This opinion will be unpublished and

may not be cited except as provided by

Minn. Stat. §480A.08, subd. 3 (2002).








State of Minnesota,





Fernando DeLaCruz,




Filed February 5, 2003

Reversed and remanded

Robert H. Schumacher, Judge


Renville County District Court

File No. K201294



Mike Hatch, Attorney General, John B. Galus, Assistant Attorney General, 525 Park Street, Suite 500, St. Paul, MN 55103; and


David J. Torgelson, Renville County Attorney, Commerce Building, Post Office Box D, Olivia, MN 56277 (for respondent)


John M. Stuart, State Public Defender, Theodora Gaitas, Assistant Public Defender, 2829 University Avenue SE, Suite 600, Minneapolis, MN 55414 (for appellant)



            Considered and decided by Halbrooks, Presiding Judge, Schumacher, Judge, and Wright, Judge.

U N P U B L I S H E D   O P I N I O N


            Appellant Fernando DeLaCruz challenges his conviction of a single count of second-degree criminal sexual conduct, in violation of Minn. Stat. § 609.343, subd. 1(a) (2000).  DeLaCruz contends that (1) the district court committed plain error by failing to give a specific unanimity instruction to the jury; (2) the district court erred by failing to obtain his permission before instructing the jury on his right not to testify; and (3) the evidence presented at trial was not sufficient to sustain the jury's verdict.  We reverse and remand.


            During the summer of 2000, C.C., then age ten, lived with her mother, sister (L.C), and brother in a rural home with her mother's boyfriend, Loy Anderson.  DeLaCruz and his girlfriend were also living in the home at that time.  Late that summer, C.C. told L.C. that DeLaCruz had touched her "top" and "private part."  L.C. told DeLaCruz's girlfriend and DeLaCruz's girlfriend told C.C.'s mother what C.C. had said.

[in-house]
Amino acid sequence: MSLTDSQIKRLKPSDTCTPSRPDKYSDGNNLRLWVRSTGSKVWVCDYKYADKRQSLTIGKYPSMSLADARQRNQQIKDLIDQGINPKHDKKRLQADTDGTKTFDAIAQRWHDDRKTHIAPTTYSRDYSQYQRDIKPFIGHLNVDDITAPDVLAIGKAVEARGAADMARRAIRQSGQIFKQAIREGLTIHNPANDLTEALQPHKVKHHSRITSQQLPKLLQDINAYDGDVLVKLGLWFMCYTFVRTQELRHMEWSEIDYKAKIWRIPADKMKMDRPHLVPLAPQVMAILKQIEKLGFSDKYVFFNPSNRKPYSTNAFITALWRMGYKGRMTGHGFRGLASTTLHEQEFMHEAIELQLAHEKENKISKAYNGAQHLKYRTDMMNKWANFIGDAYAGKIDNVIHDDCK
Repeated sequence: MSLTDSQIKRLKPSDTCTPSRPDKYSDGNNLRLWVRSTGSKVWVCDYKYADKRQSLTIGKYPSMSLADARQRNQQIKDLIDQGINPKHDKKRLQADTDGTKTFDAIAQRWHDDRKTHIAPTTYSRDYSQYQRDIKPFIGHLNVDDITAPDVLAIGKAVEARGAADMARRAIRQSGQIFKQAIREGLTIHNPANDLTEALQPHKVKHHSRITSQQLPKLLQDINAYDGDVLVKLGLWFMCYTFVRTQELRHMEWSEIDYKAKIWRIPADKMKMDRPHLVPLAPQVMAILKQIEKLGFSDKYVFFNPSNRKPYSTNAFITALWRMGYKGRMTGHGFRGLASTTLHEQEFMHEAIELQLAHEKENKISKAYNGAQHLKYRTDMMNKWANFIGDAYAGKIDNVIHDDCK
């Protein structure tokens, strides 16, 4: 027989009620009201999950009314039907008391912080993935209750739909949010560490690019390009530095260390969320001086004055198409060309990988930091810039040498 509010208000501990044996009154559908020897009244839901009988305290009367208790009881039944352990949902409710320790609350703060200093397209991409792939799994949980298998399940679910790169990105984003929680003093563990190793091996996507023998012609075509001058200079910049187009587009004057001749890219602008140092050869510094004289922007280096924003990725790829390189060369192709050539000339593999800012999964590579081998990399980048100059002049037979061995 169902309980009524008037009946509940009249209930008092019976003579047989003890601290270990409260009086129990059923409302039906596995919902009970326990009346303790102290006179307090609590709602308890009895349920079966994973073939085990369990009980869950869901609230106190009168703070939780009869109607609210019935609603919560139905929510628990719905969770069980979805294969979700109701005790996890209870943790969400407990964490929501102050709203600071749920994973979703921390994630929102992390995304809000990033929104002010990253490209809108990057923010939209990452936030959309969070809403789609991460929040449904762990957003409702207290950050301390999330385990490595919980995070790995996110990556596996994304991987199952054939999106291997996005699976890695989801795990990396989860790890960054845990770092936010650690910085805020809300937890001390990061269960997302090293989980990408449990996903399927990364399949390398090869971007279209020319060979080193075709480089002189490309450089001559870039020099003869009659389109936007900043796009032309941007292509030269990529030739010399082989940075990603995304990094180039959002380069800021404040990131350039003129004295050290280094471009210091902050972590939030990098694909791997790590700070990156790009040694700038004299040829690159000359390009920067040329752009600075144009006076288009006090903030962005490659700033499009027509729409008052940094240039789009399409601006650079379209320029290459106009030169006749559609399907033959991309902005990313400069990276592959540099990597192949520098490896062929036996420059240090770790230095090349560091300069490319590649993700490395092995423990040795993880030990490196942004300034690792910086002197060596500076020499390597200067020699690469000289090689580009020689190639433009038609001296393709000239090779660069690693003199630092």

Eventually, C.C. spoke to a school counselor.  The counselor contacted the police and C.C. was interviewed by Officer Frank Berg on April 12, 2001.  He conducted a videotaped and audiotaped interview of C.C.  She described to him the afternoon on which DeLaCruz approached her while she was watching television in the living room and moved his hand back and forth on her "private part."  C.C. also told Berg that a couple of days later DeLaCruz came into her bedroom, opened her pants, and placed his hand under her underwear.  She told Berg this occurred at least two or three times.

Berg filed a complaint charging DeLaCruz with criminal sexual conduct in the second degree.  The complaint stated:

On or about June 1, 2000 and continuing through August 31, 2000, within the County of Renville, Defendant engaged in sexual contact with another person and the complainant was under 13 years of age and the actor was more than 36 months older than the complainant, to-wit:  Defendant on several occasions touched the breast and vagina of C.C., a 10 year old female.


At trial, C.C. testified about three separate incidents of abuse during that summer.  She testified that one incident occurred while she was sitting on the couch in the living room watching television when DeLaCruz sat next to her and touched her "private part" over her clothing for about a minute.  The second incident occurred while C.C. was in her bedroom playing and DeLaCruz touched her "private part" and "breasts" over her clothes.  C.C. further testified that on one occasion, she was in DeLaCruz's room and he had her touch his "private part" over his clothes and he threatened that "something would happen" if she told anyone.

C.C.'s mother testified that she did not report the alleged abuse to the police because her previous experience with the police in Mexico led her to believe that the police in the United States would do nothing.  Mother decided to move out of Anderson's house.  Mother further testified that C.C. would say she had a headache or otherwise try to avoid the subject when mother attempted to talk to her about the alleged abuse.  L.C. testified that she had observed DeLaCruz touching C.C. in an inappropriate manner while wrestling with or tickling her.